The Most Important Aspect of Therapeutic Yoga

I am looking forward to an upcoming event in the Philadelphia area – a return visit with our friends at The Yoga Garden in Narberth on the weekend of November 4 & 5.

The topic for the weekend is one my favorites – “The Yoga of Therapeutic Breath, Movement and Alignment.” While prepping the workshop I came across some relevant writing I did, a chapter proposal for a handbook aimed at medical professionals. I hope it sparks your interest in continuing the discussion and, if you’re anywhere near Philadelphia, please come join us…there’s still some room in the workshop.

From “Yoga Therapy — The Art of the Individual”

When applying yoga in a therapeutic context, it is vitally important to remember that we do not treat conditions – we educate people.

Our students are likely to have already seen several professionals whose job it is to focus on their problems. By contrast, the yoga educator’s focus should be on what’s still going right with a person, not on what has gone wrong — and there are always far more things still working in a person’s body than have stopped working. Even on the sickest, most pain-filled day of a person’s life, there are untold billions of unimpeded, cellular life processes happening within them. This is the biological basis of the concept of prana. As long as there’s prana, there can be improvement — not necessarily curing or fixing — but healing — what my teacher Desikachar referred to as “the relationship to their illness.”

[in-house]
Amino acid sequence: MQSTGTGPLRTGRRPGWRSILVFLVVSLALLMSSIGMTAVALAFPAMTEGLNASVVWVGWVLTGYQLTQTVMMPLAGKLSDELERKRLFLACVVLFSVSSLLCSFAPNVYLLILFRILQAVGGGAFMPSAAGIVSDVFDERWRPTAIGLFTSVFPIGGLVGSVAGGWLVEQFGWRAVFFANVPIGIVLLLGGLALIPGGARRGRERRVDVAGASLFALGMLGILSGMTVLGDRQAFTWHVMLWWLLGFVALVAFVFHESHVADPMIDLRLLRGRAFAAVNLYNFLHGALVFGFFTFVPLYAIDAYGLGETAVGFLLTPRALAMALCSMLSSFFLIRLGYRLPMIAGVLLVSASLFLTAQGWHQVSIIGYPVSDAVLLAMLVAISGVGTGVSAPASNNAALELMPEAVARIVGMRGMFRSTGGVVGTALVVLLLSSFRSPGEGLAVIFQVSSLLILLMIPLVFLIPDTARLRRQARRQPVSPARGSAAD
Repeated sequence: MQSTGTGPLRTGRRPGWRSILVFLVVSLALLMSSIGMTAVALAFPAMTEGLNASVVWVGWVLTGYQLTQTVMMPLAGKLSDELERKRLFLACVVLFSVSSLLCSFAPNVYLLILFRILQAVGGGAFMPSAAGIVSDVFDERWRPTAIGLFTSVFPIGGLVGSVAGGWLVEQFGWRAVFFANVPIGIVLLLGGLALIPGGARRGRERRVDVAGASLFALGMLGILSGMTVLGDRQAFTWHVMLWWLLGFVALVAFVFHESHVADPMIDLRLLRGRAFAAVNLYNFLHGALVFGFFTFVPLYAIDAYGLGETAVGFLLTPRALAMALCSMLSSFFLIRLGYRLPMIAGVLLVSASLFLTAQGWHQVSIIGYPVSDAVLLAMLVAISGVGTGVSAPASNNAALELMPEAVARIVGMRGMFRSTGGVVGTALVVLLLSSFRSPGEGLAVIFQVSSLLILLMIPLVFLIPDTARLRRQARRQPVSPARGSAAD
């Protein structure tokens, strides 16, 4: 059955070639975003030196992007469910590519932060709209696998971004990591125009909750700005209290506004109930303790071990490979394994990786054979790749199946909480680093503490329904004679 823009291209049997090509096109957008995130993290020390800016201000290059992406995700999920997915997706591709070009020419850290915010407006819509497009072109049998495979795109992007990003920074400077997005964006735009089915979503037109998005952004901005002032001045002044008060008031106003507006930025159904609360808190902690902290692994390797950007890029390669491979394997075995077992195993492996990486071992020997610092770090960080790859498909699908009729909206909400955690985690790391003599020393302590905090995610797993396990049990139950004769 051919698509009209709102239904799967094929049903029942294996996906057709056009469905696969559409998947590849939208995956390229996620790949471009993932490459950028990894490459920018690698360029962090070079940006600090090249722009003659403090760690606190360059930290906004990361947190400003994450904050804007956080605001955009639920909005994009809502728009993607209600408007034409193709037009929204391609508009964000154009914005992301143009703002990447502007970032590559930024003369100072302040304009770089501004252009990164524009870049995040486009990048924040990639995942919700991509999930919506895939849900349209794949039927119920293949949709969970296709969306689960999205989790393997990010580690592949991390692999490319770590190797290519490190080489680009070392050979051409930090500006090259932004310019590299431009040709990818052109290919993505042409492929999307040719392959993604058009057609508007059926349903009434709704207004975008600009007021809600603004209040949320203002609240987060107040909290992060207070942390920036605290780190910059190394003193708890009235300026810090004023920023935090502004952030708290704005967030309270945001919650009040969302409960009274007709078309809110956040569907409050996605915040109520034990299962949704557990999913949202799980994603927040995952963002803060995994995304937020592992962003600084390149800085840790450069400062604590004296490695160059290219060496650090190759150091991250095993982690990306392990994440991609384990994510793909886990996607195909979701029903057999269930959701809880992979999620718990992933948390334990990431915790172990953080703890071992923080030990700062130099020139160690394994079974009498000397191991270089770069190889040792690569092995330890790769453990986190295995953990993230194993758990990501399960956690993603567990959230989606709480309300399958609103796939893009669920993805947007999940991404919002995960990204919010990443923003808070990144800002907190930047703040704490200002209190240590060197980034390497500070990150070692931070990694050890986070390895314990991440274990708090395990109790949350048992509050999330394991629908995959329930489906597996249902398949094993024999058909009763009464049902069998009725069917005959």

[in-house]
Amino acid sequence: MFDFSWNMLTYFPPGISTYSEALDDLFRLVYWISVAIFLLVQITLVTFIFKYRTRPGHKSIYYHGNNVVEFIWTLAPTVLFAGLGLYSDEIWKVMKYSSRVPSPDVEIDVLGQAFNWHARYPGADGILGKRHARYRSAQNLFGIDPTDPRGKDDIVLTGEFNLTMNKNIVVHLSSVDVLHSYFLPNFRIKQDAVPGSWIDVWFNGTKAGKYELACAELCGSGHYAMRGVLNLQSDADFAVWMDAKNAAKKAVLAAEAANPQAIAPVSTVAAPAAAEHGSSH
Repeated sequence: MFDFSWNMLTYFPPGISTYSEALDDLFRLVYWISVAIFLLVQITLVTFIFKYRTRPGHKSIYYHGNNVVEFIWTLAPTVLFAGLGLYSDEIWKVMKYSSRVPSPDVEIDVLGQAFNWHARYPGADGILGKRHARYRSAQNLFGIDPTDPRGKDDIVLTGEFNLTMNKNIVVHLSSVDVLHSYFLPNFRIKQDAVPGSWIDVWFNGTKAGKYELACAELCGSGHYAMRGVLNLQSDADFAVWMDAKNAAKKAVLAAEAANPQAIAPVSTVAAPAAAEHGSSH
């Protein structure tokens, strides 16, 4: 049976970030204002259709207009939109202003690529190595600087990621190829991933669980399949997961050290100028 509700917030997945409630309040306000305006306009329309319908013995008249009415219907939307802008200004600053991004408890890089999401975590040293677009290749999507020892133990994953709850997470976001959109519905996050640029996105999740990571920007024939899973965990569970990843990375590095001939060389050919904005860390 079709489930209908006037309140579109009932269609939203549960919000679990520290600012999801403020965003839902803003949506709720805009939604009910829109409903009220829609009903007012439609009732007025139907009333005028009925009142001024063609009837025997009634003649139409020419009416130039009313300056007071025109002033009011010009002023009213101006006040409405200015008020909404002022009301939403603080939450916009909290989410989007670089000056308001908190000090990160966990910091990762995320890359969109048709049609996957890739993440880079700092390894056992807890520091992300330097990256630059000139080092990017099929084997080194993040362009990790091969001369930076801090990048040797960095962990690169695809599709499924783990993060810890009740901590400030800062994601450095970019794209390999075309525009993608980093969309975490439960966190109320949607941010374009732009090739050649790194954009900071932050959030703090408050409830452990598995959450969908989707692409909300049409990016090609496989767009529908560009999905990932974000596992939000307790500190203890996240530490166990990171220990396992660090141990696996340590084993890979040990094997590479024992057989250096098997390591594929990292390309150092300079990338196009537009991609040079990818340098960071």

In any discussion about the place of therapeutic yoga in health care delivery, I assert that the principle expressed above is the most important to remember.  As long as we stay grounded in the perspective of what’s still going right, our scope of practice is profound and simple: if the person in front of us can breathe, move, and focus, even minimally, they can bring their breath, body and mind into a more integrated state and they can do yoga.

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